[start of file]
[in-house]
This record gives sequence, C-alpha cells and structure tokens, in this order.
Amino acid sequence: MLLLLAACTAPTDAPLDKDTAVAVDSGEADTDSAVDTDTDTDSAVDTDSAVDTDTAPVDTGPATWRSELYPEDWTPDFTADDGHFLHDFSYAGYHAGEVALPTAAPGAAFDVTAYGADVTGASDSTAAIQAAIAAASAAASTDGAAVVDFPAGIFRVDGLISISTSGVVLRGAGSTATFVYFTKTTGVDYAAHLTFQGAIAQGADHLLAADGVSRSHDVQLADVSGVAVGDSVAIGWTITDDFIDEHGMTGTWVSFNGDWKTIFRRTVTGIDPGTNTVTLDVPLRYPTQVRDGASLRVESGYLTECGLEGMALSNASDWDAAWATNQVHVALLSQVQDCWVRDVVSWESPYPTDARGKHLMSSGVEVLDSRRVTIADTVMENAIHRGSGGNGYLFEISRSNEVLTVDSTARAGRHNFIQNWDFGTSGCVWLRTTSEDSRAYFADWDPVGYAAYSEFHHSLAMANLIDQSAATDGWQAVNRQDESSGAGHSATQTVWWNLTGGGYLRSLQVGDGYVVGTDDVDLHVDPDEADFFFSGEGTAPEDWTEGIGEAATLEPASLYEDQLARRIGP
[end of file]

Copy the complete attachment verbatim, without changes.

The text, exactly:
[in-house]
This record gives sequence, C-alpha cells and structure tokens, in this order.
Amino acid sequence: MLLLLAACTAPTDAPLDKDTAVAVDSGEADTDSAVDTDTDTDSAVDTDSAVDTDTAPVDTGPATWRSELYPEDWTPDFTADDGHFLHDFSYAGYHAGEVALPTAAPGAAFDVTAYGADVTGASDSTAAIQAAIAAASAAASTDGAAVVDFPAGIFRVDGLISISTSGVVLRGAGSTATFVYFTKTTGVDYAAHLTFQGAIAQGADHLLAADGVSRSHDVQLADVSGVAVGDSVAIGWTITDDFIDEHGMTGTWVSFNGDWKTIFRRTVTGIDPGTNTVTLDVPLRYPTQVRDGASLRVESGYLTECGLEGMALSNASDWDAAWATNQVHVALLSQVQDCWVRDVVSWESPYPTDARGKHLMSSGVEVLDSRRVTIADTVMENAIHRGSGGNGYLFEISRSNEVLTVDSTARAGRHNFIQNWDFGTSGCVWLRTTSEDSRAYFADWDPVGYAAYSEFHHSLAMANLIDQSAATDGWQAVNRQDESSGAGHSATQTVWWNLTGGGYLRSLQVGDGYVVGTDDVDLHVDPDEADFFFSGEGTAPEDWTEGIGEAATLEPASLYEDQLARRIGP